This moderately short trek can be incorporated with the Yengo National Park
trek note as a side trip, or completed by itself. The Howes Valley - Yengo NP trek can be easily undertaken in a day, although an overnight camp at Big Yango Camp
can be utilised to give you more time to explore around the park.
Big Yango's large group campground brings a unique camping experience, catering for large groups (up to 100 people) or small vehicle-based bush camping. This area is suitable for 4WD touring, cycling, horse riding and wilderness walks - or just simply relaxing in a remote location. There are wood barbecues and non-flush toilets, although you will need to bring your own water. This camping ground is within the Big Yango Precinct and requires access through a locked gate
. Contact the park office for more details.
4WDs are recommended, although the track is ok for soft-roaders and even 4WDs towing camper trailers. Some of the highlights of this trip include: viewing Aboriginal rock carvings, bushwalking, bird and nature spotting, and moderate 4WDriving. Additional supplies can be picked up from Wollembi, Singleton, Half-way road-house on the Putty Road.
Interactive Route Map
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Howes Valley - Yengo NP From:
Putty Road & Howes Trail Road
This trek supports moving map, to take a virtual tour click on the Play button.
No permits are required to enter the park, although camping at Bluegums is via prior arrangement. Contact the park office (Central Coast
) for more details.
Phone: (02) 4320 4200 for general enquiries
Phone: (02) 4320 4203 for camping enquiries
Things to See & Do
Whilst this is not a difficult four-wheel drive trek, the standard recovery gear should be carried, along with a good supply of water. For helpful information please read our navigation, communications, and recovery gear articles. Please take adequate clothing (especially warm clothes during the winter months), and more than enough fuel supplies to complete the journey.
Whilst water is sometimes available at Mogo camping area
, there is none available at the Finchley or Big Yango Camp
area and campers will need to be self-sufficient. Big Yango Camp
area does have wood barbecues, and non-flush toilets.
It would also be wise to check the road conditions
before you depart as wet weather
can make the tracks hard to negotiate and sometimes the tracks may be closed. For more information on track conditions, please contact: NSW National Parks and Wildlife Service
Fuel Supplies & Usage
||Diesel||4cyl 7 litres
||ULP||4cyl 8 litres
||LPG||4cyl 10 litres|
|6cyl 7 litres||6cyl 9 litres||6cyl 8 litres|
|8cyl 7 litres||8cyl 8 litres|
Camp Sites & Accommodation
Finchley Camping Area - NSW
Toilet and Fire places.
Overnight camping attracts a fee within the park and is based on an honour system.
Pit toilet and three fire places.
Overnight camping attracts a $5.00 per head camping fee.
Big Yango Camp - NSW
Big Yango's large group campground brings a unique camping experience, catering for large groups (up to 100 people) or small vehicle-based bush camping. This area is suitable for 4WD touring, cycling,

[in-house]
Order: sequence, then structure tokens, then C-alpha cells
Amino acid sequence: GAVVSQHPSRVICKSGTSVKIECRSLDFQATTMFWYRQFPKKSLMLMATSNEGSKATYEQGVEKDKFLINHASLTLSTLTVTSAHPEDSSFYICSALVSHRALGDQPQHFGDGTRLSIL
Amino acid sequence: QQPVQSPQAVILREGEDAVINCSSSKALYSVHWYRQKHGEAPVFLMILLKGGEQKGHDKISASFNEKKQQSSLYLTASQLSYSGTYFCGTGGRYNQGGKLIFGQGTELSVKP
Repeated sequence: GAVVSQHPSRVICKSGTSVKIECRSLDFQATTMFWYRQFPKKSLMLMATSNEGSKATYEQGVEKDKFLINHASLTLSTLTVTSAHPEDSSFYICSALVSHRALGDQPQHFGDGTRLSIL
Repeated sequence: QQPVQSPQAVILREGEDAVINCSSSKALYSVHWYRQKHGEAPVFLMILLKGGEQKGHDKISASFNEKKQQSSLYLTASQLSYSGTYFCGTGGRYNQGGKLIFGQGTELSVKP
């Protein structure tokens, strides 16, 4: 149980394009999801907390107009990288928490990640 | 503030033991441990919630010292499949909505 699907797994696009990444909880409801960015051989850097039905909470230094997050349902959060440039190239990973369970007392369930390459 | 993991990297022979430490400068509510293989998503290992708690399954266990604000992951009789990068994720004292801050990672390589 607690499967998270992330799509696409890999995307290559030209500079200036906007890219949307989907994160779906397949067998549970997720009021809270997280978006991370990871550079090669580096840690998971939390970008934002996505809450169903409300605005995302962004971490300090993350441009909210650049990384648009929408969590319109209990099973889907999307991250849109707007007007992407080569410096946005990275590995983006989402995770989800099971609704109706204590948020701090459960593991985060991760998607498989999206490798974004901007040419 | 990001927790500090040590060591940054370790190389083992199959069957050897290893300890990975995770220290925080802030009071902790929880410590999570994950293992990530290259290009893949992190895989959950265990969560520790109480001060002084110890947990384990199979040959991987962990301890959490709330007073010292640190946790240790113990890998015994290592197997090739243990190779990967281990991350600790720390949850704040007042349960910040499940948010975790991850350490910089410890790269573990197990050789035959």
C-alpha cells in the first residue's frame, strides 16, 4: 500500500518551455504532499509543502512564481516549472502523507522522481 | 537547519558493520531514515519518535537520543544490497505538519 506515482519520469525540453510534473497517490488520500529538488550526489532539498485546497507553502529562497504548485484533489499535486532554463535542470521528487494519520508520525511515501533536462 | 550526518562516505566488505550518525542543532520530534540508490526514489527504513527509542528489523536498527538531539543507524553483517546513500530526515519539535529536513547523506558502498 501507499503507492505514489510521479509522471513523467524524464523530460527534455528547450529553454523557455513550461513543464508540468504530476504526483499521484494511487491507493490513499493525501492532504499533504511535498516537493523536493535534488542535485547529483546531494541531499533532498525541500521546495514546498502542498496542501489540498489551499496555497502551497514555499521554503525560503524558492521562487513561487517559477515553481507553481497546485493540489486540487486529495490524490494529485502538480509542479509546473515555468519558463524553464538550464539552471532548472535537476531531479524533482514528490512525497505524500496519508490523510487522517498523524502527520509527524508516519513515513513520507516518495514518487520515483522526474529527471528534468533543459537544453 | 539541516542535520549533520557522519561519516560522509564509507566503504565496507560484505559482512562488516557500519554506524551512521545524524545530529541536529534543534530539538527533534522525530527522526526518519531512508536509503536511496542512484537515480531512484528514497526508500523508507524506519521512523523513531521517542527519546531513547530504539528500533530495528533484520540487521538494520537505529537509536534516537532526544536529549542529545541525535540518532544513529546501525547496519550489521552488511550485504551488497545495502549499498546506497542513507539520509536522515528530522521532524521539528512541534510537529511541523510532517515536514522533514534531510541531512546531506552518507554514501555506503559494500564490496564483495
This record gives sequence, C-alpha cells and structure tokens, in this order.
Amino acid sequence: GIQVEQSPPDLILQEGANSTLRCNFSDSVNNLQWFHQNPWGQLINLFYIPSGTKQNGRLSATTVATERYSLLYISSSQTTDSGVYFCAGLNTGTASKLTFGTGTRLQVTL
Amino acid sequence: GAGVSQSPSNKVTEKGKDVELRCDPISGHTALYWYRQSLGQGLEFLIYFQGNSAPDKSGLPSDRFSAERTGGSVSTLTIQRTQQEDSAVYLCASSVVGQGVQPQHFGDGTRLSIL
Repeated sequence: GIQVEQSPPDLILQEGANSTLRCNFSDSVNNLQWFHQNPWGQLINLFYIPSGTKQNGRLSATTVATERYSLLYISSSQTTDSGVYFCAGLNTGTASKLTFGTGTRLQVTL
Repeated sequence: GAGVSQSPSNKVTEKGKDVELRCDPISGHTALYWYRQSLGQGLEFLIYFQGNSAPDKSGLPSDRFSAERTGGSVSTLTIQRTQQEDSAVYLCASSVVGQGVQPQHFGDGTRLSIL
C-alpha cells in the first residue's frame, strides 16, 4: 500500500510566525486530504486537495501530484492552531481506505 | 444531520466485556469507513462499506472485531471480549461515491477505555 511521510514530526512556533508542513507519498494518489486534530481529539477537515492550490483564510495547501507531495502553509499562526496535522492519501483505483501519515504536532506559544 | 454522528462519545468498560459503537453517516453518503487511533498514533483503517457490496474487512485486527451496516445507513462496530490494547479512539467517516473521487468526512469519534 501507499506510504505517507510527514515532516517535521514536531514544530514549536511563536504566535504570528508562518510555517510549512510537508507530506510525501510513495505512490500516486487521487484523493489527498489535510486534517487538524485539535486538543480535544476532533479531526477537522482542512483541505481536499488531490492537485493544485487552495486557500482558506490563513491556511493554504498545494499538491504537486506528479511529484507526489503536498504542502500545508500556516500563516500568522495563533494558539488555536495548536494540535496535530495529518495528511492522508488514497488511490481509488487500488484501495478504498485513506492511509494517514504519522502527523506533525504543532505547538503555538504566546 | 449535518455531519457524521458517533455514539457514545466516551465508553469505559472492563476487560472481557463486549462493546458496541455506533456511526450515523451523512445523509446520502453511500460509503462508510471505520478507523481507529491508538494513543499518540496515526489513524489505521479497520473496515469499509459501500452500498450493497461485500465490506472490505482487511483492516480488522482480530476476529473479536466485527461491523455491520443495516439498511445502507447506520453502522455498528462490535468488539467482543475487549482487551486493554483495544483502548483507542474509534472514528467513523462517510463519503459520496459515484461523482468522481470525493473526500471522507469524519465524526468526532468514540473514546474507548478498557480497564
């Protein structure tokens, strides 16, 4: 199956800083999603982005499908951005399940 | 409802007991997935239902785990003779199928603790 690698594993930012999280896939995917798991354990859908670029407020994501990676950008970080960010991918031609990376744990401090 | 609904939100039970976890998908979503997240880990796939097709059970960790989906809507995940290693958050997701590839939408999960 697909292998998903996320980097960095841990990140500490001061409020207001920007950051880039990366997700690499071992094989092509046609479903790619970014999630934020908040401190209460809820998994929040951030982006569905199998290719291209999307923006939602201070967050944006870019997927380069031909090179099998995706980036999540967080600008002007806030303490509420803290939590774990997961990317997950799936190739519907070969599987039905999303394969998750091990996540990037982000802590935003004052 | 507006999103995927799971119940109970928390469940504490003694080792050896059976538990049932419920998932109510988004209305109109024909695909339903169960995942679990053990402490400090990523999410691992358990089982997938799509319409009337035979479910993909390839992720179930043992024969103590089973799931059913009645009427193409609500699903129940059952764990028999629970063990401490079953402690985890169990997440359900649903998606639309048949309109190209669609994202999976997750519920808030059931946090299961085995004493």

Yengo is a wilderness of steep gorges and rocky ridges. There are several rock types scattered throughout the park, the oldest being Narrabeen sandstone
. Geologists think it formed when sand particles began washing down from mountains in northern NSW about 230 million years ago. Hawkesbury sandstone
then formed on top. The youngest and rarest rock type in the park is Wianamatta shale. Because shale areas are very fertile they have mostly been used for farming. Areas in their natural state like those in the park are now quite scarce.
According to local Aboriginal lore, Mt Yengo is the place where Biamie departed to the skies after finishing his creative tasks during the Dreamtime. The mountain top was flattened when he stepped on it. Aboriginal people have probably live in the area for about 13,000 years. Yengo is criss-crossed with Aboriginal routes used by highland and coastal tribes, where reciprocal visits were often arranged to exploit seasonally abundant food. The path of the historic Old Great North Rd was probably an Aboriginal travelling route shown to surveyors by local people.
The land and waterways, and the plants and animals that live in them, feature in all facets of Aboriginal culture – including recreational, ceremonial, and spiritual and as a main source of food and medicine. They are associated with dreaming stories and cultural learning that is still passed on today. We work with local Aboriginal communities to protect this rich heritage
To find out more about Aboriginal heritage
in the park, you can get in touch with the local Aboriginal community. Contact the park office for more details.
The Old Great North Road, which runs along the park's south-east border, was one of the most important civil engineering feats of the early years of the colony of New South Wales
. It was built using convict labour over the period 1826–1836 to provide a route from Sydney
to the Hunter Valley. Today you can see spectacular and beautifully preserved examples of convict-built stonework including buttresses, culverts, bridges and 12 m high retaining walls. Unlike most major roads of the period, the Old Great North Road has survived in its original form because it fell into disuse almost before it was completed. Steamers between Sydney
and Newcastle became the preferred mode of transport in the 1830s and an alternative road to the Hunter also became more popular.